Dishes & Towers Satellite Dish and Cell Phone Tower Installation

While the era of massive, NASA-sized satellite dishes is long past (unless you’re in a very old building, or have held on to an antique dish out of nostalgia), the advent of smaller apparatus—as well as rooftop cell phone towers—has brought challenges along with the convenience.

Satellite dishes—which, according to the Telecommunications Act of 1996, are legal in co-ops, condos and HOAs—have sprouted on the outside of many residential buildings in recent years, causing aesthetic as well as safety worries from concerned citizens, boards and management companies, and liability issues from insurance companies. The other exterior technology—cell phone towers—which have also popped up—can be a source of revenue for buildings which opt to allow them on their roof spaces—but they can also pose structural threats if not installed and maintained properly.

Calling All Residents

Since the 1980s, cell phone towers have been big business. In the United States, there are currently more than 190,000 cell phone towers; in 1985, there were only about 900, according to Airwave Management LLC. Buildings—including churches—can hide cell towers on their rooftops. Typically, the cell company or wireless service provider negotiates a lease for an installation site, and agrees to service and maintain the tower. The building benefits by receiving the rental income. Given the limited number of suitable buildings, competition between cell phone companies to get into a coveted building can be fierce, with some carriers offering to buy out existing cell tower contracts and pay higher rent just to get a good spot.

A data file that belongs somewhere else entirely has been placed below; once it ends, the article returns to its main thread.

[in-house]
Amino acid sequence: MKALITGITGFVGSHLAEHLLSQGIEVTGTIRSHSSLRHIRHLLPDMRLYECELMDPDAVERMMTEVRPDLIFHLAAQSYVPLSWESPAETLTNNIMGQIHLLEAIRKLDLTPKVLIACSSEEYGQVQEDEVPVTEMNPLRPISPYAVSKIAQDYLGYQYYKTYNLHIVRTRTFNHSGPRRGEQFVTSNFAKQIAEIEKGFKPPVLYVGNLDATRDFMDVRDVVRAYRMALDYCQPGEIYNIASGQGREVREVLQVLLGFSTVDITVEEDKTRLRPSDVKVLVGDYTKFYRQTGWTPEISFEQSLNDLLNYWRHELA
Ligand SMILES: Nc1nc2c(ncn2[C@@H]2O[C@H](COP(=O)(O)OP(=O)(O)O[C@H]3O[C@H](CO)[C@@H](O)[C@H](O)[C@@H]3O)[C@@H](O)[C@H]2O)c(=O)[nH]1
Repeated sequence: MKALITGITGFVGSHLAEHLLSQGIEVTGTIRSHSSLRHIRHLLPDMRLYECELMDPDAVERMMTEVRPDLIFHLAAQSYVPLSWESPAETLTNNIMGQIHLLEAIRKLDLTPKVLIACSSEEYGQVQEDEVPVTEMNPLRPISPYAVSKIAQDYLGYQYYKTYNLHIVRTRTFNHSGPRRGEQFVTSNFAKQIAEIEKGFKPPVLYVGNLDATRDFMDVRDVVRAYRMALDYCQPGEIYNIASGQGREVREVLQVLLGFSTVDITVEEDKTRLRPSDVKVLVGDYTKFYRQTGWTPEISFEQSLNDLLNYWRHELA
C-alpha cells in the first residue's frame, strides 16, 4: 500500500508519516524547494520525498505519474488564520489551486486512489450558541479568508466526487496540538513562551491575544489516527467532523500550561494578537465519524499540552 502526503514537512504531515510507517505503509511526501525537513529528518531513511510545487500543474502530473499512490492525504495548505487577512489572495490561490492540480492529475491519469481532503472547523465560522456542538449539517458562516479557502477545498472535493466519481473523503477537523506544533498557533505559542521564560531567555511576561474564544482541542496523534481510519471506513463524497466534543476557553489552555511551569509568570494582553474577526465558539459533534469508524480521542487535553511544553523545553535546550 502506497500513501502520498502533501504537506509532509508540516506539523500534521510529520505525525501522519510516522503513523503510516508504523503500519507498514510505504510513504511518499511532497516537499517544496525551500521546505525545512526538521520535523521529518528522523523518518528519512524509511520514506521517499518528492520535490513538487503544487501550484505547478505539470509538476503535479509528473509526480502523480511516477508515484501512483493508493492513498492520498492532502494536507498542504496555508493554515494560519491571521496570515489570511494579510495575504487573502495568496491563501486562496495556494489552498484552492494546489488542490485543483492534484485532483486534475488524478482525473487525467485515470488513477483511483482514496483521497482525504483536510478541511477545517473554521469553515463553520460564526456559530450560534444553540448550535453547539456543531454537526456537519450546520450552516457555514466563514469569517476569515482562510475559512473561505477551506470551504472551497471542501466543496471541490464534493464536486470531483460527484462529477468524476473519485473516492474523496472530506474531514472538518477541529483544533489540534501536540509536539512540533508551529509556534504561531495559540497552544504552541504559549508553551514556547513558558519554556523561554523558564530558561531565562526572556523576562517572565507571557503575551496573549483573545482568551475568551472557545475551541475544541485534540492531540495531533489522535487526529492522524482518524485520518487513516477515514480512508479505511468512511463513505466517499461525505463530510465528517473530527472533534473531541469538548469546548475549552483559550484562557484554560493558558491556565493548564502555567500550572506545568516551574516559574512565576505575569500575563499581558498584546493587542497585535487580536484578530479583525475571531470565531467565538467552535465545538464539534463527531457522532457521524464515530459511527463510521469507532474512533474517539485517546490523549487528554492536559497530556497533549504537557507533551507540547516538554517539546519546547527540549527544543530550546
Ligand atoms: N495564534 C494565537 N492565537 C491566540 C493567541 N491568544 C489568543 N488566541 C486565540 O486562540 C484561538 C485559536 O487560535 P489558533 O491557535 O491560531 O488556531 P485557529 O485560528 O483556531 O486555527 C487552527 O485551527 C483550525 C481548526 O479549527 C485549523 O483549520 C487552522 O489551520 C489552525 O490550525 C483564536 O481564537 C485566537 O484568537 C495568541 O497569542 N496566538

“In about the early ‘90s as the use of cell phone technology started to grow, several companies approached condominium buildings and offered them money for placement of a rooftop antenna as a means of boosting their signal,” says Eric M. Glazer, Esq., founding partner of the law firm of Glazer & Associates P.A. in Fort Lauderdale.

The average cost of building a cell phone tower is around $150,000—but it’s worth it. The average yearly cell phone tower lease rate in the US is $45,000. Massachusetts has the highest cell tower lease rates, ranging from $91,000–$535,000 while Florida ranks ninth in the nation, with annual tower lease rates ranging from $20,000 to $310,000.

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